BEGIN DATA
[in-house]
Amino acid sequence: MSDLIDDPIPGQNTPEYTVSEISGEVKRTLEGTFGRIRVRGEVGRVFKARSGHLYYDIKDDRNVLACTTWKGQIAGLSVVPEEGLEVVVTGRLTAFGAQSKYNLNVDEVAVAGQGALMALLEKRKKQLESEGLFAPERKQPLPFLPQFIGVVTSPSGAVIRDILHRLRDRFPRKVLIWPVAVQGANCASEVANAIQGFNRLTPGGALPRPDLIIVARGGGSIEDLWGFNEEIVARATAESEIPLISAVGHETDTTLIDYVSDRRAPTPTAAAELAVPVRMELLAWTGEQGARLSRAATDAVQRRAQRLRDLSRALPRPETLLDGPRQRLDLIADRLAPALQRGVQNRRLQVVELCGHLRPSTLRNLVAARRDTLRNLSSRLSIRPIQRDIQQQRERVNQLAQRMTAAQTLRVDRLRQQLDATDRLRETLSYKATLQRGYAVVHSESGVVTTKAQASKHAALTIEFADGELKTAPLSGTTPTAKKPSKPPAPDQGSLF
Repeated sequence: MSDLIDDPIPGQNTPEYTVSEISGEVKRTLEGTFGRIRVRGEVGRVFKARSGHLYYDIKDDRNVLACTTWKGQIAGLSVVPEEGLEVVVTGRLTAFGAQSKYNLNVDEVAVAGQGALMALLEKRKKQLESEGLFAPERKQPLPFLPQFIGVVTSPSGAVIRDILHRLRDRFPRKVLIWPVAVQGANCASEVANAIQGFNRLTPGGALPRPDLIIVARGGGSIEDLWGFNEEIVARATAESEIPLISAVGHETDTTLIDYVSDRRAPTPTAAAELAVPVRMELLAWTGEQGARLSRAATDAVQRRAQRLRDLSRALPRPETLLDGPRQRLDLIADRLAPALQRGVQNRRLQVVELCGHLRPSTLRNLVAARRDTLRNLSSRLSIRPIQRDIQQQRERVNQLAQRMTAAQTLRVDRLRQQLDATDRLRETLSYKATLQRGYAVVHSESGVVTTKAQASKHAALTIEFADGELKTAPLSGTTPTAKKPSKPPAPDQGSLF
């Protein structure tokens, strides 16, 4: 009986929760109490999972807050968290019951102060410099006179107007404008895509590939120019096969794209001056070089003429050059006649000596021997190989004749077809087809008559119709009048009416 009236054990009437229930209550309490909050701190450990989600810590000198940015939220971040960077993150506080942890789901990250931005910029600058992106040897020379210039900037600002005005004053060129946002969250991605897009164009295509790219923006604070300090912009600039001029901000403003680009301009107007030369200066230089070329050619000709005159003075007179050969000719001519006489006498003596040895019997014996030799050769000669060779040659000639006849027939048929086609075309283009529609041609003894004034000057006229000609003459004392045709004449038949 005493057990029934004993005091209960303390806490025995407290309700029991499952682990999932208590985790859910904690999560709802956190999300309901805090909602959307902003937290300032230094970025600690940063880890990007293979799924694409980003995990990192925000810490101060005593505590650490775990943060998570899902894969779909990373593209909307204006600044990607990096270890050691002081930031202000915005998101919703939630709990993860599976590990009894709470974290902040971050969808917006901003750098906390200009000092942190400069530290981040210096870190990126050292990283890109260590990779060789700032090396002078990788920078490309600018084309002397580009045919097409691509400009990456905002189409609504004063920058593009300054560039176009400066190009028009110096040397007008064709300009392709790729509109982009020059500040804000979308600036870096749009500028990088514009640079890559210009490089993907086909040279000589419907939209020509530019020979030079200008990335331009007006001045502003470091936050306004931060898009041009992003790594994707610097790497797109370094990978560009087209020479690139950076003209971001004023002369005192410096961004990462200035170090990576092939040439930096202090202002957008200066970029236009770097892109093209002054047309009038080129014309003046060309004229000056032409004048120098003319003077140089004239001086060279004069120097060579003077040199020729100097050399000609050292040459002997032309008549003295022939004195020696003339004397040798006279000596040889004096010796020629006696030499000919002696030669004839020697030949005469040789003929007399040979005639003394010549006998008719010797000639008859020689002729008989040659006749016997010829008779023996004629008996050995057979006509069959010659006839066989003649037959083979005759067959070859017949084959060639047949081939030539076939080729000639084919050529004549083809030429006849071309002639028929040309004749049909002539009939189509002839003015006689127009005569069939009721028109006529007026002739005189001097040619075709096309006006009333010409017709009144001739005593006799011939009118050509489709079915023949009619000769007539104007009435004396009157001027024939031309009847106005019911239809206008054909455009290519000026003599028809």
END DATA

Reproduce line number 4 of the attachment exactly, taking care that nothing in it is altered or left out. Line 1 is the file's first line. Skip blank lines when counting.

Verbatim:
């Protein structure tokens, strides 16, 4: 009986929760109490999972807050968290019951102060410099006179107007404008895509590939120019096969794209001056070089003429050059006649000596021997190989004749077809087809008559119709009048009416 009236054990009437229930209550309490909050701190450990989600810590000198940015939220971040960077993150506080942890789901990250931005910029600058992106040897020379210039900037600002005005004053060129946002969250991605897009164009295509790219923006604070300090912009600039001029901000403003680009301009107007030369200066230089070329050619000709005159003075007179050969000719001519006489006498003596040895019997014996030799050769000669060779040659000639006849027939048929086609075309283009529609041609003894004034000057006229000609003459004392045709004449038949 005493057990029934004993005091209960303390806490025995407290309700029991499952682990999932208590985790859910904690999560709802956190999300309901805090909602959307902003937290300032230094970025600690940063880890990007293979799924694409980003995990990192925000810490101060005593505590650490775990943060998570899902894969779909990373593209909307204006600044990607990096270890050691002081930031202000915005998101919703939630709990993860599976590990009894709470974290902040971050969808917006901003750098906390200009000092942190400069530290981040210096870190990126050292990283890109260590990779060789700032090396002078990788920078490309600018084309002397580009045919097409691509400009990456905002189409609504004063920058593009300054560039176009400066190009028009110096040397007008064709300009392709790729509109982009020059500040804000979308600036870096749009500028990088514009640079890559210009490089993907086909040279000589419907939209020509530019020979030079200008990335331009007006001045502003470091936050306004931060898009041009992003790594994707610097790497797109370094990978560009087209020479690139950076003209971001004023002369005192410096961004990462200035170090990576092939040439930096202090202002957008200066970029236009770097892109093209002054047309009038080129014309003046060309004229000056032409004048120098003319003077140089004239001086060279004069120097060579003077040199020729100097050399000609050292040459002997032309008549003295022939004195020696003339004397040798006279000596040889004096010796020629006696030499000919002696030669004839020697030949005469040789003929007399040979005639003394010549006998008719010797000639008859020689002729008989040659006749016997010829008779023996004629008996050995057979006509069959010659006839066989003649037959083979005759067959070859017949084959060639047949081939030539076939080729000639084919050529004549083809030429006849071309002639028929040309004749049909002539009939189509002839003015006689127009005569069939009721028109006529007026002739005189001097040619075709096309006006009333010409017709009144001739005593006799011939009118050509489709079915023949009619000769007539104007009435004396009157001027024939031309009847106005019911239809206008054909455009290519000026003599028809």